Tag Archives: marketing

Help me name my new book about blogging!

Can you help me please? I need help naming my new book!

I’ve been working on a new book about blogging for a while now and I expect to finish it off next week – the main draft at least. The focus is on content marketing and how more CEOs than ever are blogging and appreciating that blogs and social media are a very important way of reaching out to their customers *and* the people who influence their customers.

I need to think of a title for the book so does anyone have any ideas? I was thinking of ideas like ‘Your boss – the blogger’ but I need something catchy and creative… all comments appreciated and if I do actually borrow an idea then I’ll make sure you get a credit in the book!

You can comment here on the blog or if you follow this link to my Facebook then feel free to comment there – thanks in advance!

4867847109_ca922b7a75_z

Advertisements

Personal Branding

I’ve read more and more about ‘personal branding’ recently online. Perhaps it’s just because I’m British and tend to shy away from some of the more garish Americanisms around marketing, but isn’t this just a ghastly phrase?

I’m a freelance worker and I do my own thing, working for corporate clients, in the media, and for trade bodies, so a personal brand is important for me.

But isn’t it just my good reputation? I’m not a brand… I was asking a trade body yesterday about a project we are planning together. It’s something where I will need to pull in a corporate sponsor to fund it and I asked them if they had any requirements about the kind of supporter I could work with. They told me that common sense was all we needed to apply. If it won’t ruin my reputation then it won’t ruin theirs.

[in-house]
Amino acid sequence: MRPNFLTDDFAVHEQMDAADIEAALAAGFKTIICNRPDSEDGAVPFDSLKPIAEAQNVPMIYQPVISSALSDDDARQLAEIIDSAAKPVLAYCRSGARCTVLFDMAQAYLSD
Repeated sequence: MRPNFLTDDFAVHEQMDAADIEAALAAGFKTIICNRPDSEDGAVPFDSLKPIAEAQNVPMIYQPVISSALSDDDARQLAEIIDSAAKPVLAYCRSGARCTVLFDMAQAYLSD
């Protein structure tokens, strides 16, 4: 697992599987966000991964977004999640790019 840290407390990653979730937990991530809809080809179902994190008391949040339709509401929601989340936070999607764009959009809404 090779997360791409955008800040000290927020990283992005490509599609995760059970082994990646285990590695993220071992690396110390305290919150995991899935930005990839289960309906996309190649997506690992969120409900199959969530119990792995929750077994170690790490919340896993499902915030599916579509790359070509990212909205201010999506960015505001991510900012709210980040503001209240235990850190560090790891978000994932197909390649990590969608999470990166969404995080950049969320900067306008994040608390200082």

That’s a good pragmatic approach to reputation, but it seems the personal branding gurus are going crazy on Twitter at present. Either I need to stop following a few more people or just ignore the whole fad until it blows over…

Burberry - What Not to Wear...

How to get your book published

Friends and business associates often ask me how they can get their book idea into print. The assumption is always that because I have published a few books, I can offer some magical nuggets of advice on how to get into print. And I guess I do have insights from experience, but I have tended to stay on the non-fiction side of publishing. I haven’t published a novel or tried to get in a Booker shortlist.

But if you are thinking of writing a book then here are a few things to think about.

  1. You are unlikely to make a lot of money, despite what you see JK Rowling making. Business, management, and other non-fiction titles don’t sell in huge numbers so you need to consider publishing non-fiction for the joy of contributing to the pool of knowledge in that subject, plus it may become a valuable calling card that gives you work in other areas – such as consulting or speaking.
  2. You need to think commercially. Publishers are not in this for the love of it. They want a commercial product they can turn into real returns… so they are unlikely to be interested in uncle Tom’s memoirs of fishing on the river Thames – unless there is some way you can prove that the book-buying public really needs to see this title.